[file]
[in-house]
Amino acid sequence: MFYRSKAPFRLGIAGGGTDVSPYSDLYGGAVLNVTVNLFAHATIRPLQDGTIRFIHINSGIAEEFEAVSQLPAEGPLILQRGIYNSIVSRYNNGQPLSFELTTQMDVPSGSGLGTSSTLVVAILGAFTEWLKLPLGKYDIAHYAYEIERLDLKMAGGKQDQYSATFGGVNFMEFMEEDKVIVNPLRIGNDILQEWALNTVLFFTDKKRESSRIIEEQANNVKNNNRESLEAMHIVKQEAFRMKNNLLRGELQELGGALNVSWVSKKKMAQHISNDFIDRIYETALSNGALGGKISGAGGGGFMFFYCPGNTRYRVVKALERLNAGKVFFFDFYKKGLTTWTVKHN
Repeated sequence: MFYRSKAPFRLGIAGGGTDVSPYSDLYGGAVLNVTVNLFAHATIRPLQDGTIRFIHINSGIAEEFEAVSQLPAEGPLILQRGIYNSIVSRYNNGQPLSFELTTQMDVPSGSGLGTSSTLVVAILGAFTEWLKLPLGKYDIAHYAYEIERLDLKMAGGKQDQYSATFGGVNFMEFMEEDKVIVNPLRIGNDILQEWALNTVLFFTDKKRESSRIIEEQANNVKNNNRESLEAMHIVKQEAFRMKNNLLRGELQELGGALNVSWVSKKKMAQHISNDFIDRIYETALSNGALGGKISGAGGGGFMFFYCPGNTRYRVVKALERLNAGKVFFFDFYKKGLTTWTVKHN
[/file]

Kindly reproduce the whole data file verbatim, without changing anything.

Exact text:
[in-house]
Amino acid sequence: MFYRSKAPFRLGIAGGGTDVSPYSDLYGGAVLNVTVNLFAHATIRPLQDGTIRFIHINSGIAEEFEAVSQLPAEGPLILQRGIYNSIVSRYNNGQPLSFELTTQMDVPSGSGLGTSSTLVVAILGAFTEWLKLPLGKYDIAHYAYEIERLDLKMAGGKQDQYSATFGGVNFMEFMEEDKVIVNPLRIGNDILQEWALNTVLFFTDKKRESSRIIEEQANNVKNNNRESLEAMHIVKQEAFRMKNNLLRGELQELGGALNVSWVSKKKMAQHISNDFIDRIYETALSNGALGGKISGAGGGGFMFFYCPGNTRYRVVKALERLNAGKVFFFDFYKKGLTTWTVKHN
Repeated sequence: MFYRSKAPFRLGIAGGGTDVSPYSDLYGGAVLNVTVNLFAHATIRPLQDGTIRFIHINSGIAEEFEAVSQLPAEGPLILQRGIYNSIVSRYNNGQPLSFELTTQMDVPSGSGLGTSSTLVVAILGAFTEWLKLPLGKYDIAHYAYEIERLDLKMAGGKQDQYSATFGGVNFMEFMEEDKVIVNPLRIGNDILQEWALNTVLFFTDKKRESSRIIEEQANNVKNNNRESLEAMHIVKQEAFRMKNNLLRGELQELGGALNVSWVSKKKMAQHISNDFIDRIYETALSNGALGGKISGAGGGGFMFFYCPGNTRYRVVKALERLNAGKVFFFDFYKKGLTTWTVKHN